Birding it up in the wild west of the Pecos.
Have you ever wanted to find yourself eye-to-eye with a smart-looking Black-capped Vireo, or soak in the sight of a sharply dressed Golden-cheeked Warbler? The majestic mountains and desert grandeur of West Texas offer up these “most-wanteds” and more. Although these birds may be your prime reason for coming, there is a host of cool birds and interesting habitats to sample in this corner of Texas. Chihuahuan desert, juniper hills, montane pine forest, and eastern sycamore groves are just some of the varied environments we’ll visit, all of which combine to produce some of the country’s most spectacular scenery and sunsets.
West Texas birding consists of a boggling blend of familiar US species intermixed with birds more typically found south of the border. Species like Colima Warbler, Zone-tailed Hawk, Olive Sparrow, and Ringed and Green Kingfishers add some Mexican spice to the tour. Simply put, West Texas is a must-see and must-bird destination.
Day 1: San Antonio to Kerrville. The tour starts this afternoon in the San Antonio airport, and we’ll drive to Kerrville for the night.
Days 2 – 3: The Edwards Plateau. We’ll spend two days on the plateau searching for the immaculate Golden-cheeked Warbler and the striking Black-capped Vireo. In this part of Texas, the avifauna consists of an interesting mix of eastern, western, and Mexican birds. Eastern representatives should include chatty Carolina Chickadees, dapper Yellow-throated Warblers, subtle Acadian Flycatchers and Eastern Wood-Pewees, and vociferous Carolina Wrens, while Western species may include Western Scrub-Jay, Rufous-crowned Sparrow, and Bushtit. We’ll spend these nights in Uvalde.
Day 4: The Davis Mountains. The tour’s next stop is the Davis Mountains, a unique “sky island” in the heart of West Texas. A stop at the state park may yield Common Black-Hawk and the handsome Montezuma Quail.
Day 5: The Davis Mountains. Today we’ll visit the Nature Conservancy’s Davis Mountains Preserve. Special arrangements allow us access to this fascinating area, where we’ll target the extremely localized Buff-breasted Flycatcher, a few pairs of which have set up breeding territories here in recent years. Part of the notoriously confusing Empidonax flycatcher group, this is one of the more distinctive members. Nearby, we’ll have excellent opportunities to study many of the more tricky species, with Dusky, Cordilleran, Gray, Least, and Hammond’s Flycatchers all possible in the area. If these spirited “Empids” don’t get you going, there are plenty of other more colorful birds to go after. Not least among these are bright scarlet-and-yellow Western Tanagers and raucous, azure-blue Steller’s Jays. Other montane birds may include Cassin’s Kingbird, Red Crossbill, Band-tailed Pigeon, and Western Bluebird, here met by more southerly species like Grace’s Warbler and Magnificent Hummingbird. In the evening we’ll travel south, climbing out of the Chihuahuan Desert and arriving at the basin of the Chisos Mountains in Big Bend NP, our base for the next few days.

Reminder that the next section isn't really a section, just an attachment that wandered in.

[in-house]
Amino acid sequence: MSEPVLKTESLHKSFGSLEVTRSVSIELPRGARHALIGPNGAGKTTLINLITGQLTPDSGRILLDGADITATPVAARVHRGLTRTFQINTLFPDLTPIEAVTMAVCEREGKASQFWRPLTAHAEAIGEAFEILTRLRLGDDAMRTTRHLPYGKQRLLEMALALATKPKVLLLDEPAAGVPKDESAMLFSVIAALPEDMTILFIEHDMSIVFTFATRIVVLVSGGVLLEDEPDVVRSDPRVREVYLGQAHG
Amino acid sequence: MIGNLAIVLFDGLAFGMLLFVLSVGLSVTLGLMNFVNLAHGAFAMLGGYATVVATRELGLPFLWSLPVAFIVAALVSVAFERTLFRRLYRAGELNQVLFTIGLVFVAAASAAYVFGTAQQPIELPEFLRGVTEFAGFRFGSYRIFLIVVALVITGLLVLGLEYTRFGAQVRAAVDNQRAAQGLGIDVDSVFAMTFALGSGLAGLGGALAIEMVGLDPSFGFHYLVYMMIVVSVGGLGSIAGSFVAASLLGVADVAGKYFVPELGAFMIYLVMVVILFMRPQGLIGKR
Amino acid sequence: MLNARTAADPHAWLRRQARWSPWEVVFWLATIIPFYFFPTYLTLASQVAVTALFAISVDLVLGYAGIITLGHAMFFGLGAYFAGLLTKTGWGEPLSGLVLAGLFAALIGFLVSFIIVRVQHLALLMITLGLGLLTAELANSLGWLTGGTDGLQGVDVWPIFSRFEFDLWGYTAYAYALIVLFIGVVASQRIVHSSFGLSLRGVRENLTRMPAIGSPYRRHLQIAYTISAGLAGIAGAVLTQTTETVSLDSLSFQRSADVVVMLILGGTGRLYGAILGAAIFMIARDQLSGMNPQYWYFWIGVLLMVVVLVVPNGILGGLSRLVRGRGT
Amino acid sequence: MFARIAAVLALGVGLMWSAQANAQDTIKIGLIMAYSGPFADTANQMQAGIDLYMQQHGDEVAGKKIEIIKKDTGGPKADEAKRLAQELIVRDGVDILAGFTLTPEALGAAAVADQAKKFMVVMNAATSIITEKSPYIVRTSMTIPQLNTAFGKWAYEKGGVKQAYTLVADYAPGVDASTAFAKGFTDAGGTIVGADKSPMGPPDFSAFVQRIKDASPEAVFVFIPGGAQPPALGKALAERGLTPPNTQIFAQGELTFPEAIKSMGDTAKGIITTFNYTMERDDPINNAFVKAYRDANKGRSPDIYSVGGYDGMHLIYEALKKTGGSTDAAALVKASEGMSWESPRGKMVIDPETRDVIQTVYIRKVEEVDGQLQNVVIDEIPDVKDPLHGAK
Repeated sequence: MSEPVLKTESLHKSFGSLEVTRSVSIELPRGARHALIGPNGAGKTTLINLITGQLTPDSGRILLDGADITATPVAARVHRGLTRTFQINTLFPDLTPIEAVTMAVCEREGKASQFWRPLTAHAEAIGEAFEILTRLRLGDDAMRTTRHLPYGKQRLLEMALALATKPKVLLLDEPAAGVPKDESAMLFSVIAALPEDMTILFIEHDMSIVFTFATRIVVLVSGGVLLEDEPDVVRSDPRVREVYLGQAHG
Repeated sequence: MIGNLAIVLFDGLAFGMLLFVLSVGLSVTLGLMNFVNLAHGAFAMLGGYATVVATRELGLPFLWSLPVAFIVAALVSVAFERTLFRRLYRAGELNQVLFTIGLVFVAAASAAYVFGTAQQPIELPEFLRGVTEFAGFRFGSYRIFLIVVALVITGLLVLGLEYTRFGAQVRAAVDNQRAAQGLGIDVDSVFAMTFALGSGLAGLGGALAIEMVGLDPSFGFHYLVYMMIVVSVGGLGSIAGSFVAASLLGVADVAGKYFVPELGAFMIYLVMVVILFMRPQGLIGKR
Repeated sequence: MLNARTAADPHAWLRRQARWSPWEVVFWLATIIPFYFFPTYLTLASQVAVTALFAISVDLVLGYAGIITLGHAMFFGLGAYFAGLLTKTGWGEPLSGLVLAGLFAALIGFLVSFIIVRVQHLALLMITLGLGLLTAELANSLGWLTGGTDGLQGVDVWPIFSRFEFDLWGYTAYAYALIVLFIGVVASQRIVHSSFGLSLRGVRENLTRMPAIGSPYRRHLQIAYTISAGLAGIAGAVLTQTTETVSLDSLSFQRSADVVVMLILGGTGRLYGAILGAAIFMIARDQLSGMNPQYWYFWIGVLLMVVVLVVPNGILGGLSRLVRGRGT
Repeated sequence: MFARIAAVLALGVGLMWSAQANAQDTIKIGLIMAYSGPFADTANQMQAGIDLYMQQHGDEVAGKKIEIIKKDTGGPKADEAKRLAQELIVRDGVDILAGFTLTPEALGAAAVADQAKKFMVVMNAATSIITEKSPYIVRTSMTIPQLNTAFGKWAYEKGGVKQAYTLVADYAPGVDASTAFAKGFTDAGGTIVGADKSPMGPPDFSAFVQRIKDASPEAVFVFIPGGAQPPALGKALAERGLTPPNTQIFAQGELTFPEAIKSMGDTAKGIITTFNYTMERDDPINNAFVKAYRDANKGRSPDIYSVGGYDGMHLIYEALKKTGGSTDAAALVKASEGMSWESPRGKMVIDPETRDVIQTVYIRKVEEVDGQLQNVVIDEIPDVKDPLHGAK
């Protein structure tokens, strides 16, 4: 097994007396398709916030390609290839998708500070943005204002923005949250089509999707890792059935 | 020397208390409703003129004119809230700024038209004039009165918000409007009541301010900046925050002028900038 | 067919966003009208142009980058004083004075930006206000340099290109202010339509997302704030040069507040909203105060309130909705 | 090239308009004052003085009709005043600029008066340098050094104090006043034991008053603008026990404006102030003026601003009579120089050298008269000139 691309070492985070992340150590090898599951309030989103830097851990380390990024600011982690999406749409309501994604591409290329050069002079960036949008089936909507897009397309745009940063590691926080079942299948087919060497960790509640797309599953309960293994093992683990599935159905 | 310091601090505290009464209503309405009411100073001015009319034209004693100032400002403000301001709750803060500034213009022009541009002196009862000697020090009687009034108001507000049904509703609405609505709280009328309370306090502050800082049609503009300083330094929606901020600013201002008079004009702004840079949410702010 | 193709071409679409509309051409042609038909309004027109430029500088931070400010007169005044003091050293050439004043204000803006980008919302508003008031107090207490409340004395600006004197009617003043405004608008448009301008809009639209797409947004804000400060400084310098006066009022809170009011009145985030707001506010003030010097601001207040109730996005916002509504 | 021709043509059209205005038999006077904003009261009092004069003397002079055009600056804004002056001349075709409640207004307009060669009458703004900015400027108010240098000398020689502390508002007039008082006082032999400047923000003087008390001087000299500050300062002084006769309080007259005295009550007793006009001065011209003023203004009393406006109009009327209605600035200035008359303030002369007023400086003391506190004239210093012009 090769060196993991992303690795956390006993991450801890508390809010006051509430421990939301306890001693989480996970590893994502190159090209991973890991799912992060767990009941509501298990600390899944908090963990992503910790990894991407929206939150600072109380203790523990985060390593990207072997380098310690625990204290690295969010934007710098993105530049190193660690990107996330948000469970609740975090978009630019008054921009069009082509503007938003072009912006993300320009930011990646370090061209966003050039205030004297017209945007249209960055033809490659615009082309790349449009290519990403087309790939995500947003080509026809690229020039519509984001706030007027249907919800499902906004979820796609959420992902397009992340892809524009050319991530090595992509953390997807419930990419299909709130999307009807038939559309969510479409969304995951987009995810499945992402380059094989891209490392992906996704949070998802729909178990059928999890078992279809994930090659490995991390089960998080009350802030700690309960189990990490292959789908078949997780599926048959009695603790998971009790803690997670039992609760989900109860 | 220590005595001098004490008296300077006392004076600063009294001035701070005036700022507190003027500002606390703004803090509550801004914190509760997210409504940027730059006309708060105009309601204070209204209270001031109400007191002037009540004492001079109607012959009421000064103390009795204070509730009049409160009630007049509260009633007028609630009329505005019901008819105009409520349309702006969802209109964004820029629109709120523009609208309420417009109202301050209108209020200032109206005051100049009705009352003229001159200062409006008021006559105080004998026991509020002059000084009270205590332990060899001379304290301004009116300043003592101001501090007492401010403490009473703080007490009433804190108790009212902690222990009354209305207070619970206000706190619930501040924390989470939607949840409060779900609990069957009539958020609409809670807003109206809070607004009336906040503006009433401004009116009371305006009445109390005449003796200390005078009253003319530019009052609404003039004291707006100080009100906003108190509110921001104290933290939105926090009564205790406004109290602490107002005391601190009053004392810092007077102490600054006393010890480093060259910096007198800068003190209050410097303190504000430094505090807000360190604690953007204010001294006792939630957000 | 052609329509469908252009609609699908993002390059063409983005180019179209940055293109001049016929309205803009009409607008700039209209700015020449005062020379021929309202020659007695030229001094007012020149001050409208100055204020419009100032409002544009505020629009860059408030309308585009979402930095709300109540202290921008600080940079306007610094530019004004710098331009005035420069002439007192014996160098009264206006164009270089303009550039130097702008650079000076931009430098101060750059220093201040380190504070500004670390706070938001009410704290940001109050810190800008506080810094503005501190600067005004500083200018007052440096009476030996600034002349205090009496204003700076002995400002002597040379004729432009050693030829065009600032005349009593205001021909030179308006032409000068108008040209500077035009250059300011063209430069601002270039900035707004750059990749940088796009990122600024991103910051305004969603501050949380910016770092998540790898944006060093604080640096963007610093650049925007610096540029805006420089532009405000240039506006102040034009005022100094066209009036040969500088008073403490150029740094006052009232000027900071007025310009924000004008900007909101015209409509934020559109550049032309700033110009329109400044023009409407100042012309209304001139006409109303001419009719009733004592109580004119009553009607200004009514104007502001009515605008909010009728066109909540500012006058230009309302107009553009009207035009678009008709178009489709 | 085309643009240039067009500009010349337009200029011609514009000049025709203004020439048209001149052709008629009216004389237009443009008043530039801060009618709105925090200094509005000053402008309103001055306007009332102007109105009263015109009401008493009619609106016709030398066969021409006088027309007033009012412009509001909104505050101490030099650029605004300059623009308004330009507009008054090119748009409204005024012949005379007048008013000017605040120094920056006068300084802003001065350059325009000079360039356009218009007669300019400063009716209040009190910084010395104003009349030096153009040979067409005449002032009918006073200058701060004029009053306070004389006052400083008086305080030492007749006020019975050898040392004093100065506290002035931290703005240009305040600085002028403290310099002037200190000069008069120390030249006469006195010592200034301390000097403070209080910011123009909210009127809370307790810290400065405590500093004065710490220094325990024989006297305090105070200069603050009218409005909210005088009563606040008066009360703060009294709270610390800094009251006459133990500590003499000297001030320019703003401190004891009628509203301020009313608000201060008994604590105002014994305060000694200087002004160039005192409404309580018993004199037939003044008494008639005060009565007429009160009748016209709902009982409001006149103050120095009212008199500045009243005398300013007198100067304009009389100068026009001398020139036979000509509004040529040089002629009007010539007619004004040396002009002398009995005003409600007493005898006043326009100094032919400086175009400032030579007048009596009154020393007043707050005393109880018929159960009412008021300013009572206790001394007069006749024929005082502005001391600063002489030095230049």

Days 6-8: Big Bend NP. Big Bend is a legendary birding site and true rarity hotspot. We’ll start birding right around our cabins at daybreak, where cerulean-colored Mexican Jays, plain yet perky Canyon Towhees, crimson-red Summer Tanagers, and fidgety Say’s Phoebes often abound.
The Chisos Mountains are famous among birders as the only reliable place for Colima Warbler north of the Mexican border. We’ll take a long hike up into the mountains to look for this delightful, localized wood warbler, a major target of the tour. The upper reaches of the trail are home to Hepatic Tanager, Ladder-backed Woodpecker, and Black-headed Grosbeak, and there is always a chance of coming across a black bear. Checking the mountain meadows may bring us face-to-face with a vocal Bewick’s Wren or the scarce Black-chinned Sparrow, while a stop at Boot Spring Canyon may add some color with a handsome Painted Redstart, or a busy Blue-throated Hummingbird working the blooms. Aside from this more regular fare, Big Bend rightly has a reputation for pulling in rarities, and such stunners as Flame-colored Tanager, Red-faced Warbler, Slate-throated Redstart, Rufous-capped Warbler, Rufous-breasted Robin, Aztec Thrush, and Berylline and White-eared Hummingbirds have all been recorded on this 9-mile hike. It’s a longish trek, but we’ll take it slow and enjoy everything we see along the way.
Aside from the hike, we’ll visit a number of bird-rich areas at lower elevations. On a foray into the riparian scrub flanking the Rio Grande, we should find some hot birds like Golden-fronted Woodpecker, the technicolored Painted Bunting, and the more subdued Lucy’s Warbler. We will also check the drier desert foothills for Varied Bunting, Crissal Thrasher, Verdin, Greater Roadrunner, Cactus Wren, Gray Vireo, the oddly named Pyrrhuloxia, and the vivid-red Vermilion Flycatcher. One of Big Bend’s star birds is the tiny Lucifer Hummingbird, and we’ll check any flowering agaves for this top target. These same blooms are also a good place to pick up other nectar feeders like Scott’s Oriole, Blue Grosbeak, and Black-chinned Hummingbird. We’ll make a night excursion into the desert to try for the diminutive and adorable Elf Owl.
Day 9: Big Bend to Midland-Odessa. After a final morning at the Big Bend, we head north to Midland-Odessa for a celebratory farewell dinner.
Day 10: Midland-Odessa. The tour ends after breakfast with a morning transfer to the airport.